The Goodtime is a unique adaptive reuse project in Miami’s South Beach Art Deco Historic District. After decades of neglect, an entire block of single-story storefronts—many of which were landmarked—have been thoughtfully repurposed as part of a modern mixed-use hospitality development. The overall design shares the exuberance of the historic district’s famous Art Deco buildings; however, it is also abstract and obviously contemporary.
For the design of The Goodtime, the team looked to the simple, angular forms found throughout the South Beach Art Deco Historic District. While references were collected from throughout the neighborhood, there was no greater source of inspiration than the existing structures on the site. At first glance, the block of storefronts may have seemed unassuming and underwhelming, but the row played a prominent part in the 1980s renaissance of South Beach and was pivotal to the district’s historic designation.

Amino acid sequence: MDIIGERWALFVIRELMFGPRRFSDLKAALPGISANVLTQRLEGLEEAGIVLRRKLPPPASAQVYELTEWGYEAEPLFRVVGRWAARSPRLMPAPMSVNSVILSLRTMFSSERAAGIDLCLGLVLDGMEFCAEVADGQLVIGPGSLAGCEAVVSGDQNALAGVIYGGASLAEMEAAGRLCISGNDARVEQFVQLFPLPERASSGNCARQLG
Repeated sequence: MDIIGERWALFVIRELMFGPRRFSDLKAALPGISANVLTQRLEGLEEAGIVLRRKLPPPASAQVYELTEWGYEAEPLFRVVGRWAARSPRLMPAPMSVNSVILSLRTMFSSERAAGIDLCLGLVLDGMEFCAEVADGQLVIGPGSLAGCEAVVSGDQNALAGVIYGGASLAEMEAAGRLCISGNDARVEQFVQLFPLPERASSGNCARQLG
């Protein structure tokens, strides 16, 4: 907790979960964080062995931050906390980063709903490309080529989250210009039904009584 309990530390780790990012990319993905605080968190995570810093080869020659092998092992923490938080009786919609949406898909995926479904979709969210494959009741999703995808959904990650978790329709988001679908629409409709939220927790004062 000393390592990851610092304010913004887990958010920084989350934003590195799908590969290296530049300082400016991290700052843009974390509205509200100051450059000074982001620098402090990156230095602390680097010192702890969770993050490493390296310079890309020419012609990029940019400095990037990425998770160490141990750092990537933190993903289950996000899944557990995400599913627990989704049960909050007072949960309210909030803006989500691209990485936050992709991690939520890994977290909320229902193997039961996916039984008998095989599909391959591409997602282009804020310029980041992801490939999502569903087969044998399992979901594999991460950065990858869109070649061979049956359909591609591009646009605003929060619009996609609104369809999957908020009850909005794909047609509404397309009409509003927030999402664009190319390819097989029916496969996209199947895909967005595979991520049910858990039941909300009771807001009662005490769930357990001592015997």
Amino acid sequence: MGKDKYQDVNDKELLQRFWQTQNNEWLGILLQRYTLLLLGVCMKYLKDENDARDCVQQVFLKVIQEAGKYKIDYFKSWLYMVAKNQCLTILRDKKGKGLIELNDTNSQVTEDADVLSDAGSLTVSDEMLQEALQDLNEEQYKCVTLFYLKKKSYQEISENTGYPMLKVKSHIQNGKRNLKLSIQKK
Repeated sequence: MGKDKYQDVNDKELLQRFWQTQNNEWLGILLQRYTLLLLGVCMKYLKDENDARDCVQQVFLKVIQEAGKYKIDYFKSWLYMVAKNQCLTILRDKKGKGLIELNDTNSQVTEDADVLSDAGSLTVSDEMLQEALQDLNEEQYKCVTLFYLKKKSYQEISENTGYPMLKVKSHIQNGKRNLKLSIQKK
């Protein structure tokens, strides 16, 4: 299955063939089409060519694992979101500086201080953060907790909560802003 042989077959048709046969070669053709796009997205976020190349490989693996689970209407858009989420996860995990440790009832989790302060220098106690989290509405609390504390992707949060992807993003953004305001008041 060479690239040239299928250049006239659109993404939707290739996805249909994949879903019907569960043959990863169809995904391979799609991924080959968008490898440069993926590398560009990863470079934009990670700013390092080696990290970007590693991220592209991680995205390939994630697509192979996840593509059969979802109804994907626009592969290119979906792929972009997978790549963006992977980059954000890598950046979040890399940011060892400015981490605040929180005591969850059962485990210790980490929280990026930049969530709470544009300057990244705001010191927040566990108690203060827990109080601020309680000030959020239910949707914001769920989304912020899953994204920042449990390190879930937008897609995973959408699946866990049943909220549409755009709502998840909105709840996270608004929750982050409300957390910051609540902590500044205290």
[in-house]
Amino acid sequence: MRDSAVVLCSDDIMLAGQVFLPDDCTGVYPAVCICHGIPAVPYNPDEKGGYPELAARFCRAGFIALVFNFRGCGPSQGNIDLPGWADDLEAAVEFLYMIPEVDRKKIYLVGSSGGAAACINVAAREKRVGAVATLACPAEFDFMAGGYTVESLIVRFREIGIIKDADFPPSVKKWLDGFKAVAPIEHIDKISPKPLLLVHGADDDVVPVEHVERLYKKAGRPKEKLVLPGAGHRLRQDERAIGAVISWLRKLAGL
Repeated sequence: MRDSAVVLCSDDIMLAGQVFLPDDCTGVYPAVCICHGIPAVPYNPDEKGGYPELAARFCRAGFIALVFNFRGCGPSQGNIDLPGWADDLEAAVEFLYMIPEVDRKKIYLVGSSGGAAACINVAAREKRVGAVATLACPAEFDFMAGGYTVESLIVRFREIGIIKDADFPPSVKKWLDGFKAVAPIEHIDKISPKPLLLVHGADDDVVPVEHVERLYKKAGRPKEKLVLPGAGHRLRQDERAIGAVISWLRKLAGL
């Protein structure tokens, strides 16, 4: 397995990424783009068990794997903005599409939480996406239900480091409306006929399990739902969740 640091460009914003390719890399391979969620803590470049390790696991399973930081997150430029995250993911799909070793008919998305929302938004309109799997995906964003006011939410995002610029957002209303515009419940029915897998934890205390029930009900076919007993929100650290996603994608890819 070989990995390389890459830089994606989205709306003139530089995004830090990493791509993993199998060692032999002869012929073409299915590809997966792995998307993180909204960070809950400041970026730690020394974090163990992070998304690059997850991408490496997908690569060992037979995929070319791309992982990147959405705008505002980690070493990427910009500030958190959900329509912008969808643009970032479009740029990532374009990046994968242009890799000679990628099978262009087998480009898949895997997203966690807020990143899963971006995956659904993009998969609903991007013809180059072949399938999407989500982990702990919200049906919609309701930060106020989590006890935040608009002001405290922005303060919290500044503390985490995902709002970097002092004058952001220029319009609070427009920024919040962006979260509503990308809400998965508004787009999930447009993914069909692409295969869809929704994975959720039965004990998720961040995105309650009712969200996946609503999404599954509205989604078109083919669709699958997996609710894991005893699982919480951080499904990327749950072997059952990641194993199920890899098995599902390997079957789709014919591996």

The key objective was balancing the relationship between the historic buildings and the new construction. In The Making of Miami Beach (1933-1942), Allan T. Shulman and Jean Francois Lejeune write that “Miami Beach is a layering of consecutive urban visions, built one on top of the other and compacted in time and space.” The massing of the new construction was designed to sit back from the historic façades while reframing their context and standing independently. The resultant shape of the building will catch light differently throughout the days and seasons—inherently dynamic without being excessively ornamental.